[All Scripture quotes are from the English Standard Version of the Christian Bible.]
By the time this blog post is sent out all the beautifully wrapped Christmas gifts, which took hours to wrap, after looking for just the right Christmassy gift wrapping paper and the perfect color ribbons and the “correct” size bows to accentuate the gift wrapping [not to mention the time spent looking for the constantly disappearing tape and the ever elusive pair of scissors], have been torn to smithereens [the gift wrapping, that is] in a matter of minutes. The shredded mound of wrapping paper have been shoved into a snow-white garbage bad with a red-ribbon pull-string and dumped outside for “Trash Day” pick-up [SIGH!].
Hopefully, everyone had a fun time opening their gifts and watching family and friends open their’s. Hopefully, everyone is happy with the gifts they have received on Christmas Eve or Christmas Day or Epiphany Sunday. I certainly am happy with all my gifts and I am thankful for family and friends who took the time to gift me with the things I needed or wanted. No matter how lovely and magnificent a gift can be, the excitement of getting that gift wears away as time goes on. However, if you have received “the Indescribable Gift” [See II Corinthians 9:15), Jesus Himself, He is the Gift that keeps on giving. Even when our excitement wears away, Jesus will “never leave [us] nor forsake us” [See Hebrews 13:5]. Jesus is our Forever “Friend who sticks closer than a brother” [See Proverbs 18:24].
During Advent and the Twelve Days of Christmas [ending on Epiphany Sunday] Christians celebrate the Annunciation: the announcement made by the angel Gabriel to a virgin named Mary telling her that she will bear God’s own Son. Christians also celebrate the Incarnation: the God of all creation born as a human Baby – Jesus is “God with skin on.” Jesus is our “Immanuel” or “God with us” [See Matthew 1:20-23]. *The God Who is not restricted by time and space, Who is all-knowing and all-powerful, Whose appearance to people [called Theophanous] in the Old Testament would make them scared out of their minds [See Exodus 33:20 and Habakkuk 3:3-4, 16], became a vulnerable little human Baby! This mind-blowing thought came home to me in a brand new way, sending shivers up and down my spine, when I received a family Christmas photo from a cousin of mine. After looking at her beautiful family on the front of the card, the card instructed me to turn the photo “over”. On the other side was a photo of an ultrasound of a family member’s unborn baby. It was a “WOW!” moment. Just think – that ultrasound was exactly what Jesus looked like wrapped in Mary’s womb. The very first Christmas Gift was also “wrapped in swaddling cloths” and the best Christmas Gift ever!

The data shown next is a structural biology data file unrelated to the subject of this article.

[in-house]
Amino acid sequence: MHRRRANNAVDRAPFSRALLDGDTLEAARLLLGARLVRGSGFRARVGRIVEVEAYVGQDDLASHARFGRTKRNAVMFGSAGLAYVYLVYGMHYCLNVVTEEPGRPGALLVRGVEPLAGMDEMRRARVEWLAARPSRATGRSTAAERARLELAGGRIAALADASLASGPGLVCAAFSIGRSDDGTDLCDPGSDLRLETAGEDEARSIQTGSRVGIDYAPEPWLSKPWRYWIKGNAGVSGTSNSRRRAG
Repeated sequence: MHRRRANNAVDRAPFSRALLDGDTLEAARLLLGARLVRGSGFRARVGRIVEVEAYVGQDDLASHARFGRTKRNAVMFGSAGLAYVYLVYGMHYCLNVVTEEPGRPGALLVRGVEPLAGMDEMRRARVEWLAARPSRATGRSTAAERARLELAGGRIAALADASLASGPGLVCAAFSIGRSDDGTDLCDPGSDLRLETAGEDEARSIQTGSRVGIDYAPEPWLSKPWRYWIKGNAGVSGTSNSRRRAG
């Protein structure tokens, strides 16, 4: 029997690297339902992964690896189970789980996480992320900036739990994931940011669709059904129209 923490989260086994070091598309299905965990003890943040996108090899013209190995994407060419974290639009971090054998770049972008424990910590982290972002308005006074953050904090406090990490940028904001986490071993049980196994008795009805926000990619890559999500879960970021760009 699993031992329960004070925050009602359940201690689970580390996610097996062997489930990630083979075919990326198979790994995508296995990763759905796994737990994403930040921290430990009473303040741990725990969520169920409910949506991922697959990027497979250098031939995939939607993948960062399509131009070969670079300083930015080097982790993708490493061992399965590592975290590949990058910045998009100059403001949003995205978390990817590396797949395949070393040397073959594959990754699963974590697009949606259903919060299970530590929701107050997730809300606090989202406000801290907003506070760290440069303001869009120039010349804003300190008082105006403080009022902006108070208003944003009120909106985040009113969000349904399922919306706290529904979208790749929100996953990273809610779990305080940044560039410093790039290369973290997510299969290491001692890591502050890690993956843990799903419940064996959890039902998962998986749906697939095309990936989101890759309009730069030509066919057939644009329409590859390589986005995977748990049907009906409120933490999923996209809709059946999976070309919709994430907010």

[*“Why Jesus Came – 28 Meditations for Advent (#3 To be Immanuel – God with us”); by Carol Parrington (not yet published)]
“In those days Mary arose and went with haste into the hill country…and she entered the house of Zechariah and greeted Elizabeth. And when Elizabeth heard the greeting of Mary, the baby leaped in [Elizabeth’s] womb. And Elizabeth was filled with the Holy Spirit, and she exclaimed with a loud cry, ‘Blessed are you among women and blessed is the Fruit of your womb!’” [Luke 1:39-42].
“All this took place to fulfill what the Lord had spoken by the prophet: ‘Behold, the virgin shall conceive and bear a Son, and they shall call His name Immanuel’ (which means, God with us)” (Matthew 1:22-23; Also see Isaiah 7:14].
“And while they were [in Bethlehem], the time came for [Mary] to give birth. And she gave birth to her firstborn Son and wrapped Him in swaddling clothes and laid Him in a manger, because there was no place for them in the inn” [Luke 2:6-7].
“In the beginning was the Word, and the Word was with God, and the Word was God. He was in the beginning with God. All things were made through Him, and without Him was not anything made. In Him was life, and the life was the light of men. The light shines in the darkness, and the darkness has not overcome it…And the Word became flesh and dwelt among us, and we have seen His glory, glory as of the only Son from the Father, full of grace and truth” [John 1:1-5, 14].
On the Twelfth Day of Christmas [the Sunday nearest to January 6th], Christians celebrate Epiphany Sunday, commemorating the time the wise men [or Magi] visited Jesus, when He was about two years old. They gave Jesus gifts of gold and frankincense and myrrh [See Matthew 2:1-12]. My friend Carol Purington writes this in her Advent Meditations: “Did these wise men understand the symbolism of their gifts? Gold for royalty, incense for deity, myrrh for mortality. Humans are born to die; we are sinners and therefore mortal – subject to the death penalty. But not this Baby, the Creator and Prince of Life, the Holy and Eternal God of the universe. Mortality had no power over Him. He experienced death only because He chose to die.” Did the wise men who followed the star that pointed them to the Baby Jesus and, in turn, pointed us to Jesus our Immanuel who suffered and died on the cross for us on Good Friday and rose from the dead on Resurrection Sunday? I believe God used them to do just that, whether they knew or not. Christmas is much more than a story about a Baby born in a cattle stall. That’s only the beginning of “the wonderful old story”. There is also the empty tomb. The wrappings of death could not keep Jesus in the grave!
There’s more! Until next time, hoping for all of us to have a Blessed NEW YEAR!